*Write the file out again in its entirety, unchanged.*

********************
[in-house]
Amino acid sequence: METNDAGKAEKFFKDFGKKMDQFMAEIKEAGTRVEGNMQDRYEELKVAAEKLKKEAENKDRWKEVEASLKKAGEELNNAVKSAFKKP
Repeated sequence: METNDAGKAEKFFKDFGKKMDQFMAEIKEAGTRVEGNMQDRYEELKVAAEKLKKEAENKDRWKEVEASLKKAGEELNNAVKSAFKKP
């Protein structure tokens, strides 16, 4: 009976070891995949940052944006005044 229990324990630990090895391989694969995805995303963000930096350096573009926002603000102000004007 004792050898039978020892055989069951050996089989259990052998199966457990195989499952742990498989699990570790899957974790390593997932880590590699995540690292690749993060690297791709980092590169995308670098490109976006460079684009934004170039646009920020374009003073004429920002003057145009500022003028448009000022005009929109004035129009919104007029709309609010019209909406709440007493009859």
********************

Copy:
[in-house]
Amino acid sequence: METNDAGKAEKFFKDFGKKMDQFMAEIKEAGTRVEGNMQDRYEELKVAAEKLKKEAENKDRWKEVEASLKKAGEELNNAVKSAFKKP
Repeated sequence: METNDAGKAEKFFKDFGKKMDQFMAEIKEAGTRVEGNMQDRYEELKVAAEKLKKEAENKDRWKEVEASLKKAGEELNNAVKSAFKKP
């Protein structure tokens, strides 16, 4: 009976070891995949940052944006005044 229990324990630990090895391989694969995805995303963000930096350096573009926002603000102000004007 004792050898039978020892055989069951050996089989259990052998199966457990195989499952742990498989699990570790899957974790390593997932880590590699995540690292690749993060690297791709980092590169995308670098490109976006460079684009934004170039646009920020374009003073004429920002003057145009500022003028448009000022005009929109004035129009919104007029709309609010019209909406709440007493009859």